The Three Cs to Surviving a Change at the Top
Change seems almost inevitable these days. Research from the Arlington-based corporate consultancy CEB shows that in the last three years the average organization has undergone five major changes. While many of those disruptions are company- or industry-dependent, one that nearly every organization will face is a change in leadership – and the transition that comes with it.
The effects of a leader’s exit can trickle down throughout the organization and create an environment of uncertainty. Take for example the administration transition that will come as a result of November’s general election. Besides having a new president, most federal employees will also have a new department or agency head. And it’s not just a new boss that they’ll need to get used to – a new administration also means a different set of policies and strategies for the federal workforce to implement.
To deal with the uncertainty, employees often adopt a transactional mindset. Strategic initiatives are pushed to the side and the focus becomes solely about getting only necessary work done. Employees don’t want to waste limited resources on projects and initiatives that could be swept off the table by the new leader. As much as this instinct to save resources makes sense, not taking action can have its own negative consequences as well.
It is this kind of struggle around organizational change that can cause employee performance to decline up to five percent, according to CEB research. In government, this decline in performance translates to a potential loss of nearly $27 million in productive work hours for the average agency in a nine-month transition period.
Whether the gap between two senior leaders is weeks- or months-long, how can organizations mitigate the productivity loss that often comes with it? Enter the three Cs—capability, capacity and context.
Traditionally, organizations focus on preventing performance declines during periods of change by building employee commitment to the change. However, our research shows that employees do not have to actually like the change, rather, they have to understand it. In order for leadership transitions to be successful, organizations must shift their focus from achieving employee commitment to change to building employee capability – the information, skills and direction needed to get work done – to manage through the change.
At the outset, organizations must realize that different people have different capabilities for success during transition times. Identifying those individuals with greater capability for success can significantly help to catalyze capabilities across the broader workforce. From there, managers can focus on building employee capability by distributing the information employees need to rebuild disrupted knowledge and networks during the transition. Employees need to have an understanding of what’s being asked of them and their teams throughout the transition.
Without a leader’s strategic direction, employee effort towards work and their alignment to the organization’s mission can drop significantly. The question becomes, how can we prioritize activity, when we do not yet know the priorities of the new leadership?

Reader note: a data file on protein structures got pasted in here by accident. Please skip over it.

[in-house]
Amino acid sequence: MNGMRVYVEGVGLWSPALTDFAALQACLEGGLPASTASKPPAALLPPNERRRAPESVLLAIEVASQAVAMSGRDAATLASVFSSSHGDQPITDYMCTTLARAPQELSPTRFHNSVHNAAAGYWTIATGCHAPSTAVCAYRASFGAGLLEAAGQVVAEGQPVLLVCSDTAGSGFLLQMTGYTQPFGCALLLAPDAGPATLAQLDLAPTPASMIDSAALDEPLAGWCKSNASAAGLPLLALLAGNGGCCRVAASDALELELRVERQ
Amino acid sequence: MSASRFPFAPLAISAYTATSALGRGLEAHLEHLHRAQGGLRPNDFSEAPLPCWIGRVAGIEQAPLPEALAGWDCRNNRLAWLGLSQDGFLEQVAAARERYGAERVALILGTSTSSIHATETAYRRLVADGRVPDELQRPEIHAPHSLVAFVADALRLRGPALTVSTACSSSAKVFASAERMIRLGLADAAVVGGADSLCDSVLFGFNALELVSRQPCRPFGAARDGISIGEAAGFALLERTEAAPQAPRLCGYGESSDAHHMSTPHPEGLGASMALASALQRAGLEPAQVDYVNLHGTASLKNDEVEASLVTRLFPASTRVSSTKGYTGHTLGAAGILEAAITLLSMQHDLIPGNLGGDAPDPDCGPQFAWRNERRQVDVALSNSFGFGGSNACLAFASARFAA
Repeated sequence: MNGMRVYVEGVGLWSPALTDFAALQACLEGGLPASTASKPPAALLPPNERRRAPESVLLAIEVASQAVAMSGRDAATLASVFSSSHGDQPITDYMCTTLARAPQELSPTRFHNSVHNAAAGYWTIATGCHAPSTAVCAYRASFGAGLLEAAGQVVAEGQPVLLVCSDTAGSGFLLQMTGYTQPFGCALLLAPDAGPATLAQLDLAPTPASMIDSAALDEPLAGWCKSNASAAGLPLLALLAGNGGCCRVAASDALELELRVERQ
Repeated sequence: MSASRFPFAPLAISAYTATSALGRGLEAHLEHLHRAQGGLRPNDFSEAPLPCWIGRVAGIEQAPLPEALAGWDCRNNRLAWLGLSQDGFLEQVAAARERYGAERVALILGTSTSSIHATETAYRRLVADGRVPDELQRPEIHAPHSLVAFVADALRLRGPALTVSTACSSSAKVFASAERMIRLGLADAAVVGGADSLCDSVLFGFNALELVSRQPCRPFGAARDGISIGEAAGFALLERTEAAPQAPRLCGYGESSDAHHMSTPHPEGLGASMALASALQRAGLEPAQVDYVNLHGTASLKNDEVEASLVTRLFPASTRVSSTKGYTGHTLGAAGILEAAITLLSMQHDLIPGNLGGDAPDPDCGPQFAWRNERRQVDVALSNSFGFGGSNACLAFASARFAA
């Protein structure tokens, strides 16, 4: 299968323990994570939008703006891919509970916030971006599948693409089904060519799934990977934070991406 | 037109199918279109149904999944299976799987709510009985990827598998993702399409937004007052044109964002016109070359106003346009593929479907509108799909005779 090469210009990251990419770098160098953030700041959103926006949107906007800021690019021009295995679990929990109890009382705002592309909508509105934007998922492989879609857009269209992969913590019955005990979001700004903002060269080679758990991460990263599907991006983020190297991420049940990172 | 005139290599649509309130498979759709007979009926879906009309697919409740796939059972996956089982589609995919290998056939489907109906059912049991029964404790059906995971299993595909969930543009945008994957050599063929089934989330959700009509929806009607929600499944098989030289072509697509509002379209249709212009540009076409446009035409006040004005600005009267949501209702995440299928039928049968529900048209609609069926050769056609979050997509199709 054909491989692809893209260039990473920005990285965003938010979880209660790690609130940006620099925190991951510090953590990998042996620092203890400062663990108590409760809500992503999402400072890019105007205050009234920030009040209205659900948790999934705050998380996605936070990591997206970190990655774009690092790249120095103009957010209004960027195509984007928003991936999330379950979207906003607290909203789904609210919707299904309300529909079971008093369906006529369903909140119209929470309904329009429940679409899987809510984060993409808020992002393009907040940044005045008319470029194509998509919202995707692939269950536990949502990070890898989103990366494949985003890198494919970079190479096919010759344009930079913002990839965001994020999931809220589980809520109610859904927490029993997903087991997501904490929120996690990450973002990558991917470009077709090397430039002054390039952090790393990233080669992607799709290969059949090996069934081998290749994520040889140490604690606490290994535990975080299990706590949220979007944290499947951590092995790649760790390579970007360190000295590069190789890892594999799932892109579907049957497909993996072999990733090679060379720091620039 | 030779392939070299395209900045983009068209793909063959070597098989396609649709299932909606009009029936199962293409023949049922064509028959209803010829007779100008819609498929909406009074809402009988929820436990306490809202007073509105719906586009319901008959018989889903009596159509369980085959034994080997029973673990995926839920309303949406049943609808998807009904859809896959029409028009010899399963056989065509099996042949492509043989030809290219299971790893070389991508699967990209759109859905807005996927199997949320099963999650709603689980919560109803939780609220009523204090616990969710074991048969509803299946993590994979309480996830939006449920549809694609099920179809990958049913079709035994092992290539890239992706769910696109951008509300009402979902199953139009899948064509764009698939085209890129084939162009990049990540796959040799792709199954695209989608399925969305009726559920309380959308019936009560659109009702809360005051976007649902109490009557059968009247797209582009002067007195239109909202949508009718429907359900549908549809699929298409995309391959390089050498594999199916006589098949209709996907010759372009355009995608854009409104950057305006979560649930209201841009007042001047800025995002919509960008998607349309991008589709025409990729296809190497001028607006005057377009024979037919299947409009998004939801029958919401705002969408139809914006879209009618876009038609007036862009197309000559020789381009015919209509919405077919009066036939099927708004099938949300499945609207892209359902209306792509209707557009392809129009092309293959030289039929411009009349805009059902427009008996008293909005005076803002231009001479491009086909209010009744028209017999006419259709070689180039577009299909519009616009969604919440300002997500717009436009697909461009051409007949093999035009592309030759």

During the transition, when strategic alignment is absent, remaining leaders should empower managers to identify where legacy alignments are harming their team’s ability to execute work and realign their team’s behaviors accordingly. In fact, a manager’s help in allocating their team’s time and energy during change has the greatest chance of improving employee performance (31 percent) – more than manager buy-in and understanding.
There are plenty of books and trainings that identify new approaches to transitions. While these tools provide leaders with plenty of content on transitions, that information must be applied in the context of their organization. Our research has found that a new leader’s direct reports and employees at the next level down have a considerable influence on the leader’s success. When bringing on new people at the top, the best organizations look to existing networks to support the new leader and provide context that can help influence their strategic decision-making.
The pay-off of effective transition management is significant. Done right, it can help executives reach their full productivity nine months earlier. The benefits of leader productivity also extend to the broader organization, as teams led by high-performing transitioning leaders are 13 percent less likely to leave their organization.
Whether it’s the commander in chief or the chief executive, the transition of top-level leadership presents organizations with numerous challenges. To sustain productivity during a large-scale leadership change, remaining executives and managers should actively consider the transition within the context of the entire organization – focusing on challenges at both the workforce and managerial level.
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